"Zafira," said Diego, standing in the entrance to the library several days later.  "I need to speak with you."

     His wife looked up at him, setting aside the book she was reading.  "What about?" she inquired a bit peevishly.

     "Perhaps we could go on that ride I promised," Diego suggested hopefully.

     Zafira sighed.  "Very well," she said, getting to her feet.  "If you insist."

     She brushed past him on her way to her bedroom to change her clothes.  Diego caught her arm.  "We don't have to ride," he said.  "We could go for a walk instead, if you like."

     Wrenching her arm out of his grasp, she looked up at him angrily.  "Since when does my opinion matter?" she queried petulantly.

     Diego glanced around the hacienda.  He could see several of the servants busily going about their work.  But he knew they were also eavesdropping on the conversation between him and Zafira.  He didn't want to become fodder for gossip in the servants' quarters.

     "Ride or walk?" he asked in a tone that brooked no argument.

     "Ride," Zafira chose.  Giving him a look of annoyance, she continued on to her room.

     Forty-five minutes later, she walked into the foyer dressed in her royal blue riding habit.  Zafira ignored Diego's proffered arm, passing right by him and going out the front door.  Sighing, he followed after her.

     They had traveled a mile or so from the hacienda before Diego brought Esperanza to a halt.  Turning in the saddle, he waited until Zafira stopped her mare, Conchita.

     "I want to know why you hit Felipe," he declared without preamble.  It still made him furious to think that she thought she could abuse the boy the way she had.

     "He was lying to me," said Zafira with an unconcerned shrug.  "He wouldn't tell me where you had gone."

     "That was no reason to slap him," said Diego, trying hard to keep his temper under control.  "He didn't actually know.  I hadn't told him."

     Zafira shrugged again.  "He's lied to me before, about other things."  She stared calculatingly at her husband.  "You two are very close, aren't you?" she questioned.

     "He's my responsibility," stated Diego.  "I'm the one who found him and brought. . ."

     "He's your bastard, isn't he?" asked Zafira nastily.  "This story about you finding this poor orphan boy all alone on a battlefield. . .  It's all just a cover-up."  She stared at him accusingly.

     Diego could only gape at her, his power of speech totally deserting him.  Where on earth had she come up with such a crazy idea?

    "Hah," said Zafira when he remained silent.  "I knew it was true.  It's why you want us to adopt him, isn't it?  Well, if you think that I'm going to help you raise some trollop's brat, you are sorely mistaken."

     "No," Diego finally replied.  "Dios mio, Zafira, I was seventeen when I found Felipe and he thinks he was about six years old.  I would have been about eleven when he was born.  A little young to be a father, don't you think?"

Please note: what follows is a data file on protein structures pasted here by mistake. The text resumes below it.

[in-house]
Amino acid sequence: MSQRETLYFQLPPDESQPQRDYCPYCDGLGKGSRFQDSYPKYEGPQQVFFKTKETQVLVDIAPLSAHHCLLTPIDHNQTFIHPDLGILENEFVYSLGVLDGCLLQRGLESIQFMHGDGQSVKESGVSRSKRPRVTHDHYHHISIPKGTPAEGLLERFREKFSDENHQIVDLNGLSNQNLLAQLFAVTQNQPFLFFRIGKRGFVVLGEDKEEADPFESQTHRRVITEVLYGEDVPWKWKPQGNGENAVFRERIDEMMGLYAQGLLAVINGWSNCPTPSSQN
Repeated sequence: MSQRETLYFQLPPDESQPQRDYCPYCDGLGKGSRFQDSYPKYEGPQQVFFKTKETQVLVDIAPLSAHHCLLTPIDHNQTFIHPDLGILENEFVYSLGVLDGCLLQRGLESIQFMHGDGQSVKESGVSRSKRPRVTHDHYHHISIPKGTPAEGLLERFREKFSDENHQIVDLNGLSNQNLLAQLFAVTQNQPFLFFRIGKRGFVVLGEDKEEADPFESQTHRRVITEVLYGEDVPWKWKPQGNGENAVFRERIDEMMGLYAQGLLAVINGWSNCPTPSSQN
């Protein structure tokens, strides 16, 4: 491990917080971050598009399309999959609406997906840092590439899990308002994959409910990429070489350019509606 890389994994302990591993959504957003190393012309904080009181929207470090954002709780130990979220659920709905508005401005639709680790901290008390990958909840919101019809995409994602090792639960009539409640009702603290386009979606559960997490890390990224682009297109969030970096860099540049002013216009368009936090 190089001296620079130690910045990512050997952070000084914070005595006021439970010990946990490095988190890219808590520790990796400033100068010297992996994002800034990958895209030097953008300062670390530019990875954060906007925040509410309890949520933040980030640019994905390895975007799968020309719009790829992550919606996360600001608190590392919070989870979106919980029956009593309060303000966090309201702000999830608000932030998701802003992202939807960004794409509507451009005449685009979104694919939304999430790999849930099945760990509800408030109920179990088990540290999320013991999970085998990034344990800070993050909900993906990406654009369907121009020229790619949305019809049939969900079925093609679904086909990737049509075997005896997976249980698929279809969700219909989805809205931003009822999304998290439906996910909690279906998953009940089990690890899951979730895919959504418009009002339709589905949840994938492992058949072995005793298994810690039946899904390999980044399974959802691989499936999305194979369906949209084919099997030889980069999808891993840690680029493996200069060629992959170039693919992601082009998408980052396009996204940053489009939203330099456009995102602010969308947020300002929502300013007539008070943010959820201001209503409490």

"Oh," she said in a chastised tone.  She then appeared to be considering something for a few moments.  "Then he must be your father's by-blow," she stated callously.

     "Zafira," Diego warned, "you go to far.  My mother was still alive when I was eleven.  My father would never have. . .  He would never have had an affair with another woman.  Ever."  He glared darkly into his wife's eyes.  "Felipe is not my son nor my father's.  He is an orphan I found in Guadalajara and brought here to Los Angeles when I couldn't find any of his relatives to take him in."

     "But why then is he a servant one moment yet still treated as a member of the family the next?" she demanded, not bothering to keep the displeasure from her voice.  "Why do you waste so much time educating a peasant who will just become a menial laborer when he is older?  Why does his welfare concern you so much?"

     "Why do you harbor such resentment toward him?" Diego countered.  "What has he ever done to you?"

     Zafira rolled her eyes dismissively.  "He's not one of us."

     Diego was confused.  "Not one of us?" he inquired.  "What does that mean?"

     "You wouldn't understand," said his wife.  She turned her head away.  "I don't want to talk about this anymore."

     "But I do," stated Diego.  "Zafira, I want to know what. . ."

     Zafira whipped her face back around.  "I want to know why you escorted that Escalante woman back to the pueblo," she shouted at him.   "Why you?  Couldn't one of the servants done it instead?"

     "She asked me to," replied a stunned Diego, realizing she must have found out from one of those servants.  "Zafira, her father and my father were old friends.  I was just being courteous."

     "I find it hard to believe an important caballero like your father could have been friends with a common innkeeper and his daughter," sneered Zafira.  "I've noticed how close those two are.  Are you sure she's not your father's mistress?"

     Again, Diego was speechless.  How could she even think such a thing?  There had been no woman in his father's life since his mother had died nearly twelve years earlier.  And to insinuate that the elder de la Vega and Victoria. . .   It was too reprehensible for words.

     "How dare you imply such a thing about my father?" Diego stated indigently.  "Victoria is like a daughter to him.  She sees him as a father figure.   There is nothing improper going. . ."

     "He doesn't need another daughter," snapped Zafira.  "He has me.  I'm his daughter now."

     Diego sighed heavily.  She was acting like a jealous spoiled child.  He knew she was having a hard time adjusting to her new life.  But it seemed like she wasn't even trying to fit in.  Diego shook his head.

     Hopefully now that the crisis in Los Angeles was over, he could take her into the pueblo, have her meet some of the other women in town.  Maybe they could even hold a party at the hacienda so she could see that she was welcomed into the community.  He decided to bring up the plan to his father as soon as possible.